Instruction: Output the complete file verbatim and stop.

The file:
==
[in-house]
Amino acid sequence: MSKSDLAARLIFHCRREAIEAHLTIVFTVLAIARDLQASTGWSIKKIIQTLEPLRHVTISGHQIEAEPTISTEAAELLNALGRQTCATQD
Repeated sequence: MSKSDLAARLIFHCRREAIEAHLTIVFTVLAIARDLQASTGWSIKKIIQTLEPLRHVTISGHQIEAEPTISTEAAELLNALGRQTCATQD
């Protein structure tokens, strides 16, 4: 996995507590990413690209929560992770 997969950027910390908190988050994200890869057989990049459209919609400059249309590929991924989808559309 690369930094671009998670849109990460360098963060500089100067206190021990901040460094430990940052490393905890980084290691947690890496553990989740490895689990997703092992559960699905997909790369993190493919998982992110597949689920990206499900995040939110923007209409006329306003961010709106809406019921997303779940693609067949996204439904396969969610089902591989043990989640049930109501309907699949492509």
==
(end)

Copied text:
[in-house]
Amino acid sequence: MSKSDLAARLIFHCRREAIEAHLTIVFTVLAIARDLQASTGWSIKKIIQTLEPLRHVTISGHQIEAEPTISTEAAELLNALGRQTCATQD
Repeated sequence: MSKSDLAARLIFHCRREAIEAHLTIVFTVLAIARDLQASTGWSIKKIIQTLEPLRHVTISGHQIEAEPTISTEAAELLNALGRQTCATQD
């Protein structure tokens, strides 16, 4: 996995507590990413690209929560992770 997969950027910390908190988050994200890869057989990049459209919609400059249309590929991924989808559309 690369930094671009998670849109990460360098963060500089100067206190021990901040460094430990940052490393905890980084290691947690890496553990989740490895689990997703092992559960699905997909790369993190493919998982992110597949689920990206499900995040939110923007209409006329306003961010709106809406019921997303779940693609067949996204439904396969969610089902591989043990989640049930109501309907699949492509």